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Minister Laforest does not expect many fines to protect elected officials

Photo: Jacques Boissinot Archives The Canadian Press The future law aimed at protecting elected officials should not lead to an avalanche of fines against citizens, according to the Minister of Municipal Affairs, Andrée Laforest

Isabelle Porter in Quebec

Published at 1:50 p.m.

  • Quebec

The future law aimed at protecting elected officials should not lead to an avalanche of fines against citizens, according to the Minister of Municipal Affairs, Andrée Laforest.

< p>“Honestly, I don’t think there are going to be many fines,” said Ms. Laforest in an interview with Le Duty.

Bill 57, which is about to be adopted in Parliament, exposes citizens to fines of $500 to $1,500 if they “obstruct the exercise of the functions of an elected official” by “threatening him, intimidating or harassing him in such a way as to cause him to reasonably fear for his integrity or his safety.”

It also gives elected officials the power to ask the Superior Court to intervene urgently by issuing an injunction to put an end to this type of situation.

The minister says she has received, since the 2018 elections, between 50 and 75 emails from elected officials facing such obstacles, “people who experienced a lot of intimidation, a lot of harassment”. She expects as many fines in the coming months, not much more.

It may not seem like much, but that doesn’t mean it’s not important, she says. “For me, 75 possibilities of criminal offense is enormous. I want to have less and less. »

The right to participate in public debates protected

The bill 57 has been the subject of strong criticism in recent weeks because it has been accused of undermining freedom of expression.

The league of rights and freedoms, various media , unions and several experts had sounded the alarm about possible abuses.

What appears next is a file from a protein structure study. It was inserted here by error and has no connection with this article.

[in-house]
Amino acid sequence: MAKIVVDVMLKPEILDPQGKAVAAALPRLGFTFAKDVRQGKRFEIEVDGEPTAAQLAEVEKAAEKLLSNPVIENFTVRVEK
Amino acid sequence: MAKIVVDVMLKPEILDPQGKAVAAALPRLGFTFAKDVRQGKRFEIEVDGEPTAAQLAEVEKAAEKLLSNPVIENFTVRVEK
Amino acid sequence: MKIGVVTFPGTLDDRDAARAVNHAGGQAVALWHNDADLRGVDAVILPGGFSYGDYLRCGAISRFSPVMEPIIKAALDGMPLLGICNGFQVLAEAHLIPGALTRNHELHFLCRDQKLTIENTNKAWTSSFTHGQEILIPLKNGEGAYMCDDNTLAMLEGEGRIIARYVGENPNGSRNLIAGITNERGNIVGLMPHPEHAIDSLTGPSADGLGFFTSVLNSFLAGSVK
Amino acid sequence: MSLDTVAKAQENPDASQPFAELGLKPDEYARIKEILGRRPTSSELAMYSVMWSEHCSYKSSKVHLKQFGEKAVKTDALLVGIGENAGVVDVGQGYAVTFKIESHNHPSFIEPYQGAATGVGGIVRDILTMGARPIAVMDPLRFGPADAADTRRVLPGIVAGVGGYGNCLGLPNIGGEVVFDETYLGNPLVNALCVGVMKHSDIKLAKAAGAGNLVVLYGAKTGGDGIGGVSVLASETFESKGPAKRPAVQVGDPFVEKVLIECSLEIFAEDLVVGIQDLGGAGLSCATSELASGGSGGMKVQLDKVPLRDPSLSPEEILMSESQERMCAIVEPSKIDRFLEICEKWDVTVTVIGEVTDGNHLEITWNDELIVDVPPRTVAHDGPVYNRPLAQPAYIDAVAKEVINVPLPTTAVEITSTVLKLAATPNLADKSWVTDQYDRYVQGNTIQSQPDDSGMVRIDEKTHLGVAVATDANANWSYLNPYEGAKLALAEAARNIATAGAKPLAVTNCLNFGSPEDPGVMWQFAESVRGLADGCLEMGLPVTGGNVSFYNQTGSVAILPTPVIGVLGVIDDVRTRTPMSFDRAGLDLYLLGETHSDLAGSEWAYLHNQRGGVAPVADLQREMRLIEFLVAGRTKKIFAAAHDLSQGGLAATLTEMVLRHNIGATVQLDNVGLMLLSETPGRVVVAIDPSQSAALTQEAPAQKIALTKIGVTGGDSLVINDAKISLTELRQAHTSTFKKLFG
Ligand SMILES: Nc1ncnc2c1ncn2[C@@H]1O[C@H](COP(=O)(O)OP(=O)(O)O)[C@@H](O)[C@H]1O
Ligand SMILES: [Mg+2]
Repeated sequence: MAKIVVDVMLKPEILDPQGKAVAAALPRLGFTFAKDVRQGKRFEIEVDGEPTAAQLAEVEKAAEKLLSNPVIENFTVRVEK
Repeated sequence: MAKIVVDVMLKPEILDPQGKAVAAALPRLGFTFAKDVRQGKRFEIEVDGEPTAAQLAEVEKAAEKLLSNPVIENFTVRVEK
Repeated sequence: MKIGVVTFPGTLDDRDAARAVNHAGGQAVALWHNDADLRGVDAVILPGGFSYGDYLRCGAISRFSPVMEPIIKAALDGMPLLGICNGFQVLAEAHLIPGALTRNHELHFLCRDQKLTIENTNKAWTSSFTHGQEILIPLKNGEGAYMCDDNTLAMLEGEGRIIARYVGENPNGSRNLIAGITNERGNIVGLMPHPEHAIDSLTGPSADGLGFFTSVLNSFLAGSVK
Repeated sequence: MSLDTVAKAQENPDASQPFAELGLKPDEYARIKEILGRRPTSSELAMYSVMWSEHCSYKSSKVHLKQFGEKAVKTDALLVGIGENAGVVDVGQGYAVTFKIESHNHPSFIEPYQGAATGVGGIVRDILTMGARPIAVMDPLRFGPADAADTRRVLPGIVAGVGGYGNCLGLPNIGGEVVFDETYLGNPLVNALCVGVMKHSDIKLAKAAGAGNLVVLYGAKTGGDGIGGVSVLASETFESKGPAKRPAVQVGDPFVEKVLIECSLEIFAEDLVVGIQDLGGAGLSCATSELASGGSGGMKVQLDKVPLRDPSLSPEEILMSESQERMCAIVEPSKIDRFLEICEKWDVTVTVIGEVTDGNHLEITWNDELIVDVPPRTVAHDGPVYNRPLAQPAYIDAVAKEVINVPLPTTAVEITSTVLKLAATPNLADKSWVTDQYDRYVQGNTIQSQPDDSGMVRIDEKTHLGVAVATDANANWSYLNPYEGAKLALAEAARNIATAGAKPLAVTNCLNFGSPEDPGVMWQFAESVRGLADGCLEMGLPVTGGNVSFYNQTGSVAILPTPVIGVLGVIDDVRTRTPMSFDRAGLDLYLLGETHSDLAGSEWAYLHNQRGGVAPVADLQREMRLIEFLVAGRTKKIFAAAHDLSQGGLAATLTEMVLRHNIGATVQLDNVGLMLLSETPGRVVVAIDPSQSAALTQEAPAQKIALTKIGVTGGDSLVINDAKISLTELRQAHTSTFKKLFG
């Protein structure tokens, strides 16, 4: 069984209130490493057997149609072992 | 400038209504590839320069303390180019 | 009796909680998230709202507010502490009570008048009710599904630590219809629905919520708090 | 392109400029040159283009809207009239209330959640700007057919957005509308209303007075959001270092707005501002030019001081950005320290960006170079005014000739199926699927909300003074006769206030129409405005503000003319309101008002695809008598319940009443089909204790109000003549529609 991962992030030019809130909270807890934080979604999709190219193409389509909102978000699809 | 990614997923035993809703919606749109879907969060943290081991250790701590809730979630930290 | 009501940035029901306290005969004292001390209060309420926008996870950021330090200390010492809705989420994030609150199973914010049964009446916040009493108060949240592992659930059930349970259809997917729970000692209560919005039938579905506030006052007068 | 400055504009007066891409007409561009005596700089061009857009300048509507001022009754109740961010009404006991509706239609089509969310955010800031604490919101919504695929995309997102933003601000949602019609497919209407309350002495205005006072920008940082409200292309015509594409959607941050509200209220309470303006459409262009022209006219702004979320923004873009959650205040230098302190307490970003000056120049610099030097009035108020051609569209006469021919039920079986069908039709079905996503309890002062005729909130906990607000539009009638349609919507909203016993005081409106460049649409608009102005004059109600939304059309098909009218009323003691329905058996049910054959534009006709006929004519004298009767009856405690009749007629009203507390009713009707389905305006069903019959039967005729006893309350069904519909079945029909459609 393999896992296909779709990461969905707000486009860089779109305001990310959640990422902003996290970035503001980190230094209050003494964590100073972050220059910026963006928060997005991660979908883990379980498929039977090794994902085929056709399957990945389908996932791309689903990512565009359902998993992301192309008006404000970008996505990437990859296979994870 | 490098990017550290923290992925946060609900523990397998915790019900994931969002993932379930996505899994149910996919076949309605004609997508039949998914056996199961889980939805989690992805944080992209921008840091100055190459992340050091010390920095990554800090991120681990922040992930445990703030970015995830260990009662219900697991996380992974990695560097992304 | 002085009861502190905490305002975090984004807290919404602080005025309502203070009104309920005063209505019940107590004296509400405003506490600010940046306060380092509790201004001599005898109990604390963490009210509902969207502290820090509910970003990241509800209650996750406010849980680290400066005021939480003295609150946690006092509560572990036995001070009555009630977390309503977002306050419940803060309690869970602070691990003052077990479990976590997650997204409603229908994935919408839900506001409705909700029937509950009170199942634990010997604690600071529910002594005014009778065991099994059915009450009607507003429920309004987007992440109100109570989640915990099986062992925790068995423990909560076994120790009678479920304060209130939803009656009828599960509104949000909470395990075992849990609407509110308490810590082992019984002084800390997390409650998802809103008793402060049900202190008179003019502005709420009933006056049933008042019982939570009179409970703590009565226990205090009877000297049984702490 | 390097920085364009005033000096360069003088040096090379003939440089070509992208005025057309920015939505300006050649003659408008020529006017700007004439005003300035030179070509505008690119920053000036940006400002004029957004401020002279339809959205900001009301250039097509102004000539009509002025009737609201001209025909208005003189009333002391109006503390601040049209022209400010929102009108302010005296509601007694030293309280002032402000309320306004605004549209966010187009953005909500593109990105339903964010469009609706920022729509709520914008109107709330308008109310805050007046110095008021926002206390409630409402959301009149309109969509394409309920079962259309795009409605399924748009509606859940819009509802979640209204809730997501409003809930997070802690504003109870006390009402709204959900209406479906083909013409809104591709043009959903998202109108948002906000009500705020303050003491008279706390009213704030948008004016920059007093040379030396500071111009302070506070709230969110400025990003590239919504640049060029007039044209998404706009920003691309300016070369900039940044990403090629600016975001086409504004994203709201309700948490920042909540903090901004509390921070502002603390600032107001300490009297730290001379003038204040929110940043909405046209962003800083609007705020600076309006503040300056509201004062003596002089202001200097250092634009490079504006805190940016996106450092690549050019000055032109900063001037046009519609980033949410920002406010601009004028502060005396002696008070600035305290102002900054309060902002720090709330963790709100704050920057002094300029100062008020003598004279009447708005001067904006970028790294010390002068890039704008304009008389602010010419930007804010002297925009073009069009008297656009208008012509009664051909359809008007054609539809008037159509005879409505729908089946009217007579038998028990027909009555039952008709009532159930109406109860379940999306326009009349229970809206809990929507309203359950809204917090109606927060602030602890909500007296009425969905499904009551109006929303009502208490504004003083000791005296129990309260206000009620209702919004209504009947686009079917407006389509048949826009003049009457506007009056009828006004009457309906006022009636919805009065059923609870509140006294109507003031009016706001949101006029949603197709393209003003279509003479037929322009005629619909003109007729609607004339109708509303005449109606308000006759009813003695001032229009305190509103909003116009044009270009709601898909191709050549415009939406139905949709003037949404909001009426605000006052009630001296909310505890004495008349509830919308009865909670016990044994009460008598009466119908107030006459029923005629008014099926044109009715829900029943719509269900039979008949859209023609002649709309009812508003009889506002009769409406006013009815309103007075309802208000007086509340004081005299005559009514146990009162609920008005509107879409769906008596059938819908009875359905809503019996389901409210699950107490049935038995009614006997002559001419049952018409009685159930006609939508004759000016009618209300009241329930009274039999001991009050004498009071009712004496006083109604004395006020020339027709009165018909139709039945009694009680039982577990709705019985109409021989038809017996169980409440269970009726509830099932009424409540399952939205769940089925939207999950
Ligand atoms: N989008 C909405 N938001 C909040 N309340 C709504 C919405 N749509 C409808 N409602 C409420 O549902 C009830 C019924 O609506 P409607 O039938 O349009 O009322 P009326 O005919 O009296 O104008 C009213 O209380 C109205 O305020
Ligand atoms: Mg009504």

In response to these criticisms, Minister Laforest added in the bill that he aimed to protect elected officials “without restricting the right of any person to participate in public debates”.

Another addition: the Superior Court must “take into account the public interest » before evaluating a request for an injunction.

It was also clarified that it was not an “impediment” to the work of elected officials to “express, by any means, one's opinion while respecting the democratic values ​​of Quebec.”

The minister also points out that the adjective “abusive” has been added throughout the bill as a criterion for cracking down. “We must always keep that in mind,” she said.

Finally, in cases where the people being intimidated are deputies of the National Assembly, the Director General of Elections (DGE) would no longer be seized of appeals as provided for in the original version of the bill. The files will then be sent to the Director of Criminal and Penal Prosecutions (DPCP).

Despite these amendments, opinions remain divided on the bill. On Tuesday, Parti Québécois leader Paul St-Pierre Plamondon said it was “still too broad,” despite the improvements made.

“If ever the interpretation of the courts does not correspond to the protection of democracy and freedom of expression, a Parti Québécois government will intervene again. »

Another resignation

To his critics, Andrée Laforest retorts that she “had to act.” “We still have almost 800 resignations,” she says. Tuesday morning, the mayor of Bonaventure, in Gaspésie, was added to the list of resigning elected officials, she reports. The latter did not say he was a victim of intimidation, according to what Radio-Canada reported. However, he left office to preserve his “physical and mental health”.

Minister Laforest also mentions that citizens targeted by fines or injunctions always have “recourse” in “exaggerated situations”.

In addition to the measures related to intimidation, Bill 57 notably gives mayors on parental leave the possibility of voting remotely. It will also allow municipalities with 2,000 residents or less to have only four councilors instead of six.

Barring an unforeseen event, the new version of Bill 57 should be adopted by the end of the week.

Teilor Stone

By Teilor Stone

Teilor Stone has been a reporter on the news desk since 2013. Before that she wrote about young adolescence and family dynamics for Styles and was the legal affairs correspondent for the Metro desk. Before joining Thesaxon , Teilor Stone worked as a staff writer at the Village Voice and a freelancer for Newsday, The Wall Street Journal, GQ and Mirabella. To get in touch, contact me through my teilor@nizhtimes.com 1-800-268-7116